REUTERS | Kim Hong-Ji

Conditions precedent to claim: it’s a matter of fact

No doubt there will be considerable column inches written in the coming days (not to mention the many water-cooler discussions taking place) over the Scottish court’s latest decision in City Inn v Shepherd.

I’m not surprised, as it is rare these days to see a judgment that tackles issues such as concurrent delay and extension of time. As Alastair Walls notes, adjudication has all but replaced court-based litigation in construction disputes and therefore what happens in practice so often remains behind the “closed doors” of that process.

City Inn may generate a lot of excitement about the law on extension of time and, in particular, global claims and concurrent delay. However, in the majority of instances where I’ve had to deal with extension of time claims in adjudication, the outcome has ultimately been decided on the facts presented by the parties.

I find that the most credible delay analysts are those who base their opinion evidence on facts that they are able to marshal together in a readily understandable and presentable way. Again, in City Inn, the judge preferred the contractor’s expert evidence to that of the employer’s expert. The contractor’s expert based his report on the factual evidence, including the contractor’s original programme, which the judge found to be based on sound practical experience and common sense. He rejected the critical path analysis advanced by the employer’s expert, which he found contained errors and was based on the project’s as built programme.

Conditions precedent to claim: it’s usually a matter of fact

In recent times, I have noticed an increased reliance on arguments that one party has failed to comply with a condition precedent clause (usually the employer argues that the contractor has, allegedly, failed to give the right notice, in time, with the right sort of information in support).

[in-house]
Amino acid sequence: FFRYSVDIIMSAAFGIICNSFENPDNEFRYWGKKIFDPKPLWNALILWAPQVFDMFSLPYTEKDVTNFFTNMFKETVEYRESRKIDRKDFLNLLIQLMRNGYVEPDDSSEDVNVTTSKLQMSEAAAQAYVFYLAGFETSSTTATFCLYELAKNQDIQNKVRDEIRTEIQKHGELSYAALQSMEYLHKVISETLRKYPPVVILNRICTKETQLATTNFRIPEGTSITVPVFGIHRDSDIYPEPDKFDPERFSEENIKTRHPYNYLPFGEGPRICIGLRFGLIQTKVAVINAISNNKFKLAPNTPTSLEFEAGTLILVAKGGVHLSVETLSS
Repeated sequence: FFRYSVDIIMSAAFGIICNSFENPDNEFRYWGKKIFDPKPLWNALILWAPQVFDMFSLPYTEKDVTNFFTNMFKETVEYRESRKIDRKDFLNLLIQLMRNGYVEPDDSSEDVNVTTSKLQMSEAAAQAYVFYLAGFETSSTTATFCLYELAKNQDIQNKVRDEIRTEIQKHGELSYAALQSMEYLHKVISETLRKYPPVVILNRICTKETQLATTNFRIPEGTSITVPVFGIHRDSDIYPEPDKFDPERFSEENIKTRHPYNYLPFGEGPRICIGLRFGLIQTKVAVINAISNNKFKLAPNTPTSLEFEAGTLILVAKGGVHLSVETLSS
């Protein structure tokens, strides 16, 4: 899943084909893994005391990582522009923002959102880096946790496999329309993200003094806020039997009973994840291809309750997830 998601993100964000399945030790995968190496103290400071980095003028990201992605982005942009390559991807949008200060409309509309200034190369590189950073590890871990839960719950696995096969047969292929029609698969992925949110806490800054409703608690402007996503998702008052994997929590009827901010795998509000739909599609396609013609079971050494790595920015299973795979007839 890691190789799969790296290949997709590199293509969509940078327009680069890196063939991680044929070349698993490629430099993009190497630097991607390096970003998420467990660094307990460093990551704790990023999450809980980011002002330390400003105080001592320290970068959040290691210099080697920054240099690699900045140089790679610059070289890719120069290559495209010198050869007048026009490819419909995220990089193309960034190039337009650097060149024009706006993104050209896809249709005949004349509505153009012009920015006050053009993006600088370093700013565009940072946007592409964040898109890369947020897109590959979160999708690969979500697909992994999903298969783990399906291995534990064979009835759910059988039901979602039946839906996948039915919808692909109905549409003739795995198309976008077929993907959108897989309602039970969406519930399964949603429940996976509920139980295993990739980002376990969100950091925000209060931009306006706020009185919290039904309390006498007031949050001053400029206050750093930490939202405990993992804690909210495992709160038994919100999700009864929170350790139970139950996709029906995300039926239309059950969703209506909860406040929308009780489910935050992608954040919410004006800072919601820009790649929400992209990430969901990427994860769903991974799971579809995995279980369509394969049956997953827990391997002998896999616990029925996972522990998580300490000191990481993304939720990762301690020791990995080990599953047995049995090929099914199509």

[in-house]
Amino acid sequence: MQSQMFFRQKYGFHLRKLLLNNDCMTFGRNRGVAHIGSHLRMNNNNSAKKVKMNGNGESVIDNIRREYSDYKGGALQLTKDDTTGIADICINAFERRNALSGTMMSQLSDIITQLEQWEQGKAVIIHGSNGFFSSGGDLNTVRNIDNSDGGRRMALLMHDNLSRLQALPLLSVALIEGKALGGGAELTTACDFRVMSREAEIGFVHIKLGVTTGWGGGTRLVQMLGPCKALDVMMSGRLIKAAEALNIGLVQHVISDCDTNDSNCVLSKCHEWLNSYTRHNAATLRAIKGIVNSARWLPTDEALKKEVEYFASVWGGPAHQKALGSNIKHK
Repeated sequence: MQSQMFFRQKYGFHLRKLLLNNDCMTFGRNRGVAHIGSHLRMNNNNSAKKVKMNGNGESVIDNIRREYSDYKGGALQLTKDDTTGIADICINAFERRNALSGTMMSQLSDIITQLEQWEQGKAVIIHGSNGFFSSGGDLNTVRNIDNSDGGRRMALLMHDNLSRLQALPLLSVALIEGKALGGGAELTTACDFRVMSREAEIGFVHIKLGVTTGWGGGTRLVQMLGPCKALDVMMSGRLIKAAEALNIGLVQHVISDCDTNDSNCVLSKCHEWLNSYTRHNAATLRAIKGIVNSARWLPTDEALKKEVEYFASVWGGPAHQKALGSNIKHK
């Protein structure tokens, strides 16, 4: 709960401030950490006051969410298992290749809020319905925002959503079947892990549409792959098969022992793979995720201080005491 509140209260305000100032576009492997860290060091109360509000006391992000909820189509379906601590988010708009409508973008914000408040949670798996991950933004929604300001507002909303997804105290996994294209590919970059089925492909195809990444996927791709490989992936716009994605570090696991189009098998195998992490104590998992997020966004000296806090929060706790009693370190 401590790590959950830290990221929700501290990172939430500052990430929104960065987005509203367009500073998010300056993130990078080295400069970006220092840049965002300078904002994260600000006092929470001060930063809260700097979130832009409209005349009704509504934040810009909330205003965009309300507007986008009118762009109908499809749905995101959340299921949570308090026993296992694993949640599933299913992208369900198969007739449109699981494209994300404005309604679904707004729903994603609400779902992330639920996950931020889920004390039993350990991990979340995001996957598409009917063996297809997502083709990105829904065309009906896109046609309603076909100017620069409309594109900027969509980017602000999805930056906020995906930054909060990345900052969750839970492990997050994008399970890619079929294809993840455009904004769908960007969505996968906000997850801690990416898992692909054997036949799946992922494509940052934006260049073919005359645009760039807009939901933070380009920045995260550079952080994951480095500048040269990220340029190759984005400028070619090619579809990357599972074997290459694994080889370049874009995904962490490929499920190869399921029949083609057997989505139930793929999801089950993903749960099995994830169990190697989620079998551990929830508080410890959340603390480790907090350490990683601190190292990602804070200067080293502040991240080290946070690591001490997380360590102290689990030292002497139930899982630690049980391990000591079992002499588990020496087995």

I don’t know if this has anything to do with Lord Drummond Young’s 2007 judgment in City Inn, but the question of whether a party has complied with such a clause will usually be a matter of fact. For example, in City Inn, neither the employer, the contractor or the architect referred to the condition precedent clause (clause 13.8) when the contract was being administered and the contractor was applying for an extension of time. Instead, everyone acted as though the clause did not exist and reliance was placed on clause 25 (the extension of time clause). It was only later, during the court process, that the employer realised (no doubt with the assistance of its lawyers) that the condition precedent argument was available to it.

What assists me?

When I am assessing a contractor’s entitlement to an extension of time, the fundamental questions I have to address are whether an event:

  • Has occurred.
  • As a matter of principle, gives rise to an entitlement.
  • On the balance of probabilities, caused or (in the case of interim or prospective claims) is or was likely to cause delay to the works.

When considering the last question, while an expert’s technical knowledge and practical experience can be helpful (in terms of offering an opinion on the extent of the delay), I find that the most useful information is evidence relating to the dates that the event started and ceased to affect the progress of the works. If this can be presented in a straightforward and readily understandable format, like a graph or table, then all the better.

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